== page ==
As a business owner, you might wonder, “Are content marketing and digital marketing the same thing?” Though novice marketers think they’re interchangeable, they cannot be compared like apples and oranges.
Let’s elaborate on content marketing vs. digital marketing, and how these interwoven marketing topics work hand-in-hand to improve your brand’s share of voice, conversions, and customer retention. We’ll start by covering the basics of each term, then dive into their differences and how they can work in harmony.
Let’s dig in…
Definition of content marketing
The goal of content marketing is to establish trust and rapport with your audience or end-users through engaging content.
ClearVoice talent Britt Skrabanek defines content marketing as:
“Content marketing is a conversation that leads to credibility. Through the exchange of information, your brand builds trust with your audience by enriching the conversation. You provide something of value in exchange for their attention. When you consistently create and share educational and meaningful content, over time, you will attract, engage, and convert your intended audience.”
There are numerous types of content you can create. Years ago, brands started out with basic text-based content. Today, while text-based content is a main avenue to promote your brand, other types of content are audio (podcasts) and visual (video-based) content.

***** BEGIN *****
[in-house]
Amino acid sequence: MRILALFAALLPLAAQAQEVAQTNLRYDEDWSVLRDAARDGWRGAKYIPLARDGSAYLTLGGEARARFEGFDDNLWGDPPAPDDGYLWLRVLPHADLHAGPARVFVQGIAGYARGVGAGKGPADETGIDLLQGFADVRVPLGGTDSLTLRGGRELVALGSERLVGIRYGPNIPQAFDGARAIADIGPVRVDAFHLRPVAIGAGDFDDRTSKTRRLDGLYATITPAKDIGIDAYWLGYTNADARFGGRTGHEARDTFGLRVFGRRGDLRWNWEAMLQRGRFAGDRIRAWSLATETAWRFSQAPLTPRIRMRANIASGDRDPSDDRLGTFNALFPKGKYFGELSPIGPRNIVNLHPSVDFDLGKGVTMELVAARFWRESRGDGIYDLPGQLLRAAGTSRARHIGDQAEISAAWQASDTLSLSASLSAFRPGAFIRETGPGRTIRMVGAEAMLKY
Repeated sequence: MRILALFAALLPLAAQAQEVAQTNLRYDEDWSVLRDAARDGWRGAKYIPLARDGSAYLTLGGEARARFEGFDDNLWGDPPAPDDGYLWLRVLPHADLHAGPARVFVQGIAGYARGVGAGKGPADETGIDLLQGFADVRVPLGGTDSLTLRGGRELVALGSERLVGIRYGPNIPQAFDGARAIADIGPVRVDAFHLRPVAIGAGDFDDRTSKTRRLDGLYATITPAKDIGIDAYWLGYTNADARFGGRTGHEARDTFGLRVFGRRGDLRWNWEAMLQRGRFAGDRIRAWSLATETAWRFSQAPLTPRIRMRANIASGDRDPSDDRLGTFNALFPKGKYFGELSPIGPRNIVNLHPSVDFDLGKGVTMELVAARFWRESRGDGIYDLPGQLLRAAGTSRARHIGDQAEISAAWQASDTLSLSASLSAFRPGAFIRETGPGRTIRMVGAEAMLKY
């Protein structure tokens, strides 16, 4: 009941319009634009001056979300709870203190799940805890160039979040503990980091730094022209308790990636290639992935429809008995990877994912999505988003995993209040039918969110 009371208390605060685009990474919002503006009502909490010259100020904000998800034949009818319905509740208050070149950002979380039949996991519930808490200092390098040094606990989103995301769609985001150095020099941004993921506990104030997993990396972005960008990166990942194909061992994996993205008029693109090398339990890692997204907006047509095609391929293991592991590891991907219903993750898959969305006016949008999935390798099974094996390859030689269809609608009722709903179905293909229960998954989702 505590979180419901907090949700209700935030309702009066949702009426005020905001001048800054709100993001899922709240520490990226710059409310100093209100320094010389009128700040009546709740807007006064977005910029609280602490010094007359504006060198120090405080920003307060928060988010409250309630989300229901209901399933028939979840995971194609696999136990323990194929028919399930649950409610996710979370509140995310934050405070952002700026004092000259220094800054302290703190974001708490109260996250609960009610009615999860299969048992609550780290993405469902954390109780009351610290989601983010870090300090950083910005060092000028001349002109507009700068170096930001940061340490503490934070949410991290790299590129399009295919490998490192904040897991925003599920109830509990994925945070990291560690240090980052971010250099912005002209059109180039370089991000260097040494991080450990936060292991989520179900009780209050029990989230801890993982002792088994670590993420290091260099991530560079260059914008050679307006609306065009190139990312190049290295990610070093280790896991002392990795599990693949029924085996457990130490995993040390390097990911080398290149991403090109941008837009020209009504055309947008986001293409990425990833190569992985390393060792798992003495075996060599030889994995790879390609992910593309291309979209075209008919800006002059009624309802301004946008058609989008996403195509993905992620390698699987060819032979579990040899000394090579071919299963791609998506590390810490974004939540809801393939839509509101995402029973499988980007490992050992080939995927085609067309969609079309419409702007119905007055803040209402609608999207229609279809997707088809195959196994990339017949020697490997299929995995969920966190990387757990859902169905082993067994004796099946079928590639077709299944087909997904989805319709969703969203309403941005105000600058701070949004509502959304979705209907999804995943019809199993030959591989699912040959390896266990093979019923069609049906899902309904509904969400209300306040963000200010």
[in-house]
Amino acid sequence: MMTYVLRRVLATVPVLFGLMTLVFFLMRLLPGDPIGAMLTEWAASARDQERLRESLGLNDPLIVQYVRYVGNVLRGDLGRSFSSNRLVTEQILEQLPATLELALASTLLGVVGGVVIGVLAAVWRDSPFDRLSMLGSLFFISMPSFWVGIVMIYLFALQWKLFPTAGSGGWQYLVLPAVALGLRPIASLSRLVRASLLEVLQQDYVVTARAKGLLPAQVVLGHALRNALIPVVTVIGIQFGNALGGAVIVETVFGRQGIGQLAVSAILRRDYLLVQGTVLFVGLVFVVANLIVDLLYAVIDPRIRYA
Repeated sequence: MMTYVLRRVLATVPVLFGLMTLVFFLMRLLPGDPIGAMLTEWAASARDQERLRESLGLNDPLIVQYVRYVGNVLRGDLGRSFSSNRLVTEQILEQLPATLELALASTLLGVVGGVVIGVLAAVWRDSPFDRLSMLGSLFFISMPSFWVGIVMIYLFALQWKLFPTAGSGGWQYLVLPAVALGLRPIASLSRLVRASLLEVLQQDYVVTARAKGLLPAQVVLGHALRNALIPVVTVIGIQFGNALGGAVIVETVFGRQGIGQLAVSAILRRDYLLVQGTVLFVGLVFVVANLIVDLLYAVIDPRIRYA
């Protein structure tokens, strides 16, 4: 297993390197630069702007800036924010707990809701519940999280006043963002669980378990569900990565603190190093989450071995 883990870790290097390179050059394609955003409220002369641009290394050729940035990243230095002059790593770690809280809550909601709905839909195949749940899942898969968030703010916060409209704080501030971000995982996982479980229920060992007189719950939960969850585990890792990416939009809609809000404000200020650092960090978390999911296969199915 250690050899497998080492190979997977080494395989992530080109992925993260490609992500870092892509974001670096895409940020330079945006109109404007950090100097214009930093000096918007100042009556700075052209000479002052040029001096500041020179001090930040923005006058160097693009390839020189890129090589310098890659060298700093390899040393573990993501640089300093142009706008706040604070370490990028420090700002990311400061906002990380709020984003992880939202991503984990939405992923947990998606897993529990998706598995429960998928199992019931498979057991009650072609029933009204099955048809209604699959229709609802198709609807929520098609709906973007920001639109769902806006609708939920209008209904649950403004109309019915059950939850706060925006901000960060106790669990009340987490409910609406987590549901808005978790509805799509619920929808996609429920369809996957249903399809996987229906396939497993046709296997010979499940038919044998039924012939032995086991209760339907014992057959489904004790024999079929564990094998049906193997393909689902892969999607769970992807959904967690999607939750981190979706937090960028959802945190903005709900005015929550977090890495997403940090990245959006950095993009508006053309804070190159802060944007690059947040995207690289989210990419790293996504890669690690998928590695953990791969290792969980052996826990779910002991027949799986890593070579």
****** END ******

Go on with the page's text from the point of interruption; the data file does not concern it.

No matter the type of content you create, your content should always align with buyer journey stages:
- Educate/Top-of-Funnel (ToFu): This is content that supports education, like blog and social media posts, checklists, customer nurturing email or SMS campaigns, infographics, tutorial videos, and press releases.
- Consider/Middle-of-Funnel (MoFu): This is content that sparks curiosity to find the best product or service in a particular category or industry, like case studies, customer videos, client testimonials, expert ebooks, product reviews, product comparisons, lead nurturing email campaigns, and product-focused podcast or videos.
- Decide/Bottom-of-Funnel (BoFu): This is content that sways a purchase decision, like a product demo or trial, ROI calculator, implementation guide, pricing sheet, fact sheet, or frequently asked questions webpage.
- Delight/Beyond the Funnel (BeFu): This is content that gives your current customers or clients a warm hug by reinforcing their decision to select your product or service, like customer success and feature-focused webinars, community forums, consumer surveys, and thought-leadership-focused blog posts.
Remember: You don’t need to produce every type of content to make an impact. Start with a few content types that support your brand’s goals, and offer relevance and usefulness to your target audience.
Definition of digital marketing
Now that we’ve covered the definition of content marketing, let’s dig into the definition of digital marketing. Digital marketing encompasses the full “solar system” of online advertising and marketing through channels like your website, email, mobile devices, search engines, and social media channels. It encompasses both paid and organic digital tactics — with the same goal of attracting, converting, and retaining customers.